Let’s start with one big difference: The American Rescue Plan is starting off a lot more popular than the 2009 stimulus. A CNN poll released Wednesday found 61% of Americans support the plan, including 58% of independents and 26% of Republicans. Only 37% of Americans were firmly opposed to the legislation. Other polls, including one from the Pew Research Center, have found even higher levels of support.

Even as some Democratic operatives privately concede Republican voters are likely to unite against the bill in the not-so-distant future, they have both messaging and policy reasons to be confident the bill will remain broadly popular.

“I think people are going to be very pleasantly surprised when they see the child tax credit and the fact that they will be getting essentially bonus checks to support their family based on how many children they have,” Rep. Alexandria Ocasio-Cortez (D-N.Y.) told HuffPost. “So I think really aggressively messaging the specific tangible aspects of this bill that everyday people can see and feel is what’s most important.”

In comparison to the 2009 law, which contained a relatively paltry $25 boost to weekly unemployment checks, the COVID-19 relief bill offers a $300-a-week boost, along with $1,400 checks for most Americans and an expanded child tax credit that should regularly funnel money to poor and working class families soon.

The direct aid, along with additional funding to reopen schools and speed up vaccine distribution, is meant to quickly help Americans regardless of their employment status, while the stimulus’s extensive funding for state governments and spending on infrastructure projects was explicitly intended to create jobs.

“I just think there’s a higher, higher level of awareness of how multiple things in this bill can impact their lives,” said John Anzalone, who polled for Biden’s presidential campaign. “They’re going to remember how this sped up distribution of the vaccine and expedited getting kids back in school.”

Psaki said the White House will work to explain the provisions to Americans in the jargon-free way Biden prefers.

“Like stimulus ― what does that even mean to people?” Psaki said, reflecting on how Democrats sold the 2009 bill.

Other Democrats noted the stimulus was passed before the rise of super PACs and other well-funded outside groups with the capacity to spend millions promoting a law. Both House and Senate Democrats have affiliated nonprofits that can promote the Rescue Act in key states and districts, and Build Back Together ― a nonprofit aiming to boost Biden’s agenda ― is expected to come online soon.

The Lines Of Attack

Already, both sides are preparing their arguments. Glen Bolger, a Republican pollster at Public Opinion Strategies, predicted the legislation would get less popular over time as the public learned more about its non-COVID-19 provisions.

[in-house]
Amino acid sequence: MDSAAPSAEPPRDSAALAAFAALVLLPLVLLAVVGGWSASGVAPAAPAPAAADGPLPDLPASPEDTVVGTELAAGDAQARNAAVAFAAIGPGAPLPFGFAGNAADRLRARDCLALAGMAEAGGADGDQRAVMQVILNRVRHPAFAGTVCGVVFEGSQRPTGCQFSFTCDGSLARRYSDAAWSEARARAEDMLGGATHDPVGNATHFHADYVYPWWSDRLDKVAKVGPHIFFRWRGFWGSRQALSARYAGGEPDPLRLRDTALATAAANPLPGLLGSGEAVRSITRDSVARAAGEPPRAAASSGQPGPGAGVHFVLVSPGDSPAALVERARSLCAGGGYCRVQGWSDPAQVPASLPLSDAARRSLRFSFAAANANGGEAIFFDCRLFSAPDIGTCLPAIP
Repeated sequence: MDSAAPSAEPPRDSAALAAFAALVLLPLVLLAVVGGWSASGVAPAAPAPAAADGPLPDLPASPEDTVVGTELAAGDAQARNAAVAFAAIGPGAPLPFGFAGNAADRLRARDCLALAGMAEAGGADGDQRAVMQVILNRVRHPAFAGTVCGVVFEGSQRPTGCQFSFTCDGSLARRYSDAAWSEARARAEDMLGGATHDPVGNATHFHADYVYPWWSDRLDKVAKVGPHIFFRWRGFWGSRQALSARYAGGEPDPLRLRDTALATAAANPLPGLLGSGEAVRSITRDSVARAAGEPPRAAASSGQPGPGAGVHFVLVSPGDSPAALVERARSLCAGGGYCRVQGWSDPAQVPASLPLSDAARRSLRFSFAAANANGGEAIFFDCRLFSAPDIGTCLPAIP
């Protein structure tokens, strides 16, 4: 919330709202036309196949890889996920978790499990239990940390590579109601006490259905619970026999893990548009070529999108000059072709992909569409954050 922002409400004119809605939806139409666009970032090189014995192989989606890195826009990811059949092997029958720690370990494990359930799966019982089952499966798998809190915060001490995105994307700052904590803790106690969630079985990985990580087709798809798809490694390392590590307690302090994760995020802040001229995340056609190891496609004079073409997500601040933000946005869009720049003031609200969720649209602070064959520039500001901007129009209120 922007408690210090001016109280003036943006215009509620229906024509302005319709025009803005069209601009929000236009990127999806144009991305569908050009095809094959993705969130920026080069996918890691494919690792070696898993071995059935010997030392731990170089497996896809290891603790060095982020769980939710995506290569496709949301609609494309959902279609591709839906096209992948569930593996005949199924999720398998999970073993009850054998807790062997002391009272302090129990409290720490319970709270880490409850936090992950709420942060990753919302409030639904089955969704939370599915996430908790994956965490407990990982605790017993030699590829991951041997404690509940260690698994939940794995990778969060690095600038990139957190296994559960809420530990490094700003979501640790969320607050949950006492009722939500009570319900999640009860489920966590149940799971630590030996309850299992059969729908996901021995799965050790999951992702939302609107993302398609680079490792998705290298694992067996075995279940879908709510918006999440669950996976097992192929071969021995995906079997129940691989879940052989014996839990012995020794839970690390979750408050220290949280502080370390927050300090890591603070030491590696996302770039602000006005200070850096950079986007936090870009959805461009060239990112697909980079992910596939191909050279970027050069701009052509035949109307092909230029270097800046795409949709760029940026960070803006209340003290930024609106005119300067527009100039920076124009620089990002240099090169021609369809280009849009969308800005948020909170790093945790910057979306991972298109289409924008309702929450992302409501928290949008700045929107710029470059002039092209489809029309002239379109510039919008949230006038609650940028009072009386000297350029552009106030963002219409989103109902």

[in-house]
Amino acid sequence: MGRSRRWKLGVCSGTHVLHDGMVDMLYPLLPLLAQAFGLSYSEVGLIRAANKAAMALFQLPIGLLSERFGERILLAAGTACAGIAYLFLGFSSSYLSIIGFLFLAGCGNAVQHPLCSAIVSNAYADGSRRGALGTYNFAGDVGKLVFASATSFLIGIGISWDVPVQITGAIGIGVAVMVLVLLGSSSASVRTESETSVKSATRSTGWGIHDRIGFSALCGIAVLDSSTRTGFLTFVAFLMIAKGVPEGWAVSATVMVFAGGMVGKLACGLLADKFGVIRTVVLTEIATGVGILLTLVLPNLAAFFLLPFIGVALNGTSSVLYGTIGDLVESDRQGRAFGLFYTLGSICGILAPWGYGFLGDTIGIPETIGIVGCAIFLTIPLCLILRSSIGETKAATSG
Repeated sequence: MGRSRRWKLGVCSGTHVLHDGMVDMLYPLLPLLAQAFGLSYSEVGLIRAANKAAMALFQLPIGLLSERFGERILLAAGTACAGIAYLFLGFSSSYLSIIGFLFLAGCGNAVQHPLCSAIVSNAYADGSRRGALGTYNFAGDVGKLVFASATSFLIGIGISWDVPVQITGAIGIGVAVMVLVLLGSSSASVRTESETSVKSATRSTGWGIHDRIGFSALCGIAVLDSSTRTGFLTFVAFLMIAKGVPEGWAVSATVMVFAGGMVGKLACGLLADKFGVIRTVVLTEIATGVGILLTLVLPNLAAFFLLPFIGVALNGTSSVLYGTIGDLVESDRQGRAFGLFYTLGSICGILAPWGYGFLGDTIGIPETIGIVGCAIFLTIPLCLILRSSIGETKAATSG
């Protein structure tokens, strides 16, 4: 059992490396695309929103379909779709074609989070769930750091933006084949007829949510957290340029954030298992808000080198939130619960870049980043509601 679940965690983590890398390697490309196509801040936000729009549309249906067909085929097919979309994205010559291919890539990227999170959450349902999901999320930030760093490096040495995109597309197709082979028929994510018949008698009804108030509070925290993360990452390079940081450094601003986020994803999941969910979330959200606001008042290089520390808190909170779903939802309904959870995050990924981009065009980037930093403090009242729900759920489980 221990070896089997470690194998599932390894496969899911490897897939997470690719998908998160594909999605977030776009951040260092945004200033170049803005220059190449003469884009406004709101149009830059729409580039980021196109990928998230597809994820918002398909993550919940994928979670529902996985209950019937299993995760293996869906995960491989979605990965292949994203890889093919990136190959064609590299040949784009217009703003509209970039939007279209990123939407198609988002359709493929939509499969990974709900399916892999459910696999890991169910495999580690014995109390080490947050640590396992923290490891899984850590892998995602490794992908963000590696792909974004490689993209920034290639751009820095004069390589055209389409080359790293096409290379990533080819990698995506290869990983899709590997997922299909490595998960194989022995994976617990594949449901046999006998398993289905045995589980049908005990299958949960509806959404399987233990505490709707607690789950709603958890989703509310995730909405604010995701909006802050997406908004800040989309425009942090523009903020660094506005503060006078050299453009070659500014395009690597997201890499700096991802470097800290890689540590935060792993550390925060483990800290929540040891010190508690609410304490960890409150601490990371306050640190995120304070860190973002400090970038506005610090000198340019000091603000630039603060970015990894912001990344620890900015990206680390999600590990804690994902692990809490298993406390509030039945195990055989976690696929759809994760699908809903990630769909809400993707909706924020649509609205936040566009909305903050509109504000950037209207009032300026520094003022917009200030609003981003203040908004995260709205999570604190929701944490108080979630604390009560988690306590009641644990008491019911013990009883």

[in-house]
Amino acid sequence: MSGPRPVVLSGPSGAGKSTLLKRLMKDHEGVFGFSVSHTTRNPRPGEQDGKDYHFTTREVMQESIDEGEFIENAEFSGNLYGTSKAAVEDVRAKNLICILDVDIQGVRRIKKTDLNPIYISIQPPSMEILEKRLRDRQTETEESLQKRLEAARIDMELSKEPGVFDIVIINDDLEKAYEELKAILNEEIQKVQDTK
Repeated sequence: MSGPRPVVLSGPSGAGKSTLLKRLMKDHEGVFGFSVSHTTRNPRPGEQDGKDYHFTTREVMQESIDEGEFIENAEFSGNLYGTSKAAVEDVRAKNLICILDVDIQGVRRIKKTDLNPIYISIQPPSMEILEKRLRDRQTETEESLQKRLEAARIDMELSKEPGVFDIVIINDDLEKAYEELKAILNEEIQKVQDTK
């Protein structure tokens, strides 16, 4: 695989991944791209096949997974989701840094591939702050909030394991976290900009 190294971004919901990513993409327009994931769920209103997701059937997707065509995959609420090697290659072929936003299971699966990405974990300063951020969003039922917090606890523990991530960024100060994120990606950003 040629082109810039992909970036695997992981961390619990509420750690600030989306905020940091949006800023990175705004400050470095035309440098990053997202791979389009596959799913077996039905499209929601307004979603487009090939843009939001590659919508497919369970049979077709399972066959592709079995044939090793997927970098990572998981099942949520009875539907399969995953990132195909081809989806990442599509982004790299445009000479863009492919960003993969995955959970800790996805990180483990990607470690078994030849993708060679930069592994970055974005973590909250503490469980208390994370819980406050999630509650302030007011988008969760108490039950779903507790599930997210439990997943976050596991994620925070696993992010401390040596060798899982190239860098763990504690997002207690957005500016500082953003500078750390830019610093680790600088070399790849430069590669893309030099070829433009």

“What Republicans have to do is turn it into midnight basketball,” he said, referring to a program Republicans attacked as frivolous in 1990s crime legislation. “You have to say you support the bits of this that go to COVID relief, but detail the pork that’s in there.” (In 2010, Republicans attacked a stimulus-funded study that tested how monkeys reacted to cocaine.)

Republicans have tried highlighting some specific projects ― they attacked a bridge in upstate New York and funding for a subway system in California as pet projects for House Speaker Nancy Pelosi (D-Calif.) and Senate Majority Leader Chuck Schumer (D-N.Y.) before both items were stripped from the bill for parliamentary reasons ― but have generally made broader critiques, often arguing that only 9% of the bill’s spending goes toward COVID-19 relief. (That charge is overstated at best, since $1,400 checks make up more than one-fifth of the bill’s total spending.)

“This is by far one of the worst pieces of legislation I’ve seen in the Senate,” Senate Minority Leader Mitch McConnell (R-Ky.) said Wednesday. “The American people need to learn more about what’s in it.”

While Republicans won back the House in 2010 with a message focused, at least in part, on outrage over wasteful government spending, it’s unclear if that message will work as well with the party’s culture war-focused Trump-era coalition, which includes more voters without a college degree. (The Pew survey found lower-income Republicans were more likely to support the Rescue Act then their wealthier counterparts were.)

For instance, as the law steamed toward final passage on Wednesday, the National Republican Senatorial Committee ― which is partially under McConnell’s control ― pressured Democratic Senate candidates on whether transgender women should be eligible to play sports, not on whether they supported the COVID-19 relief bill.

The White House, meanwhile, began planning travel. Biden is set to visit Pennsylvania next week to sell the bill, while Vice President Harris will travel to Colorado. Over the next 10 days, the White House plans to highlight different key aspects of the bill, including halving child poverty and boosting rural health care.

“That will be the distillation of our message to the American people in the coming weeks, that help is here for them and their families,” Jennifer O’Malley Dillon, the White House deputy chief of staff who served as Biden’s campaign manager, wrote in a memo to staffers. “And we’re going to carry that message to every corner of our country through travel, local press, and direct engagement in communities with the President, the Vice President, the first lady, the Second Gentleman, Cabinet members, and top officials from throughout the administration.”

And Priorities USA, the largest Democratic super PAC, launched the first ads of a multimillion-dollar campaign to promote “the Biden-Harris-Democratic agenda.” The digital ads, running in the swing states of Arizona, Florida, Georgia, Nevada, Pennsylvania and Wisconsin, contrast the GOP support for the Trump-era tax cuts with the party’s unified opposition to the COVID-19 relief bill.

“Thanks to President Biden and Democrats, help is on the way,” a narrator declares in the ad.